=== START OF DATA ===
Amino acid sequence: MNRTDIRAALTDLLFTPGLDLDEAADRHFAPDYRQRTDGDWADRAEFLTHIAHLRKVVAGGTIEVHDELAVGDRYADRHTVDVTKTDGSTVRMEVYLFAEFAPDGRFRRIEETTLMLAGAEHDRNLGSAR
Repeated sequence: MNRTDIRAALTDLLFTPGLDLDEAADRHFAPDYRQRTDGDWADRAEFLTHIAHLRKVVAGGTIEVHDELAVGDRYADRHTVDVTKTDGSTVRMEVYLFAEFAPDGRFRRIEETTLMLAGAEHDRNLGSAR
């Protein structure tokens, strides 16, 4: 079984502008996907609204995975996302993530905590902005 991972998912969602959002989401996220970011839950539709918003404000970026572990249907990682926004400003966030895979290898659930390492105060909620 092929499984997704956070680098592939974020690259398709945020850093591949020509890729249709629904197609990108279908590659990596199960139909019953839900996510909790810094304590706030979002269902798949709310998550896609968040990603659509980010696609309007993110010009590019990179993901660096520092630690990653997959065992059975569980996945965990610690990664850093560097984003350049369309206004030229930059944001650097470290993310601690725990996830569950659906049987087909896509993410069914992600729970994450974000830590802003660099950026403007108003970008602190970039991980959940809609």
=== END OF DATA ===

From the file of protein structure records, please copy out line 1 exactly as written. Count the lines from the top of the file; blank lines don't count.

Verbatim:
Amino acid sequence: MNRTDIRAALTDLLFTPGLDLDEAADRHFAPDYRQRTDGDWADRAEFLTHIAHLRKVVAGGTIEVHDELAVGDRYADRHTVDVTKTDGSTVRMEVYLFAEFAPDGRFRRIEETTLMLAGAEHDRNLGSAR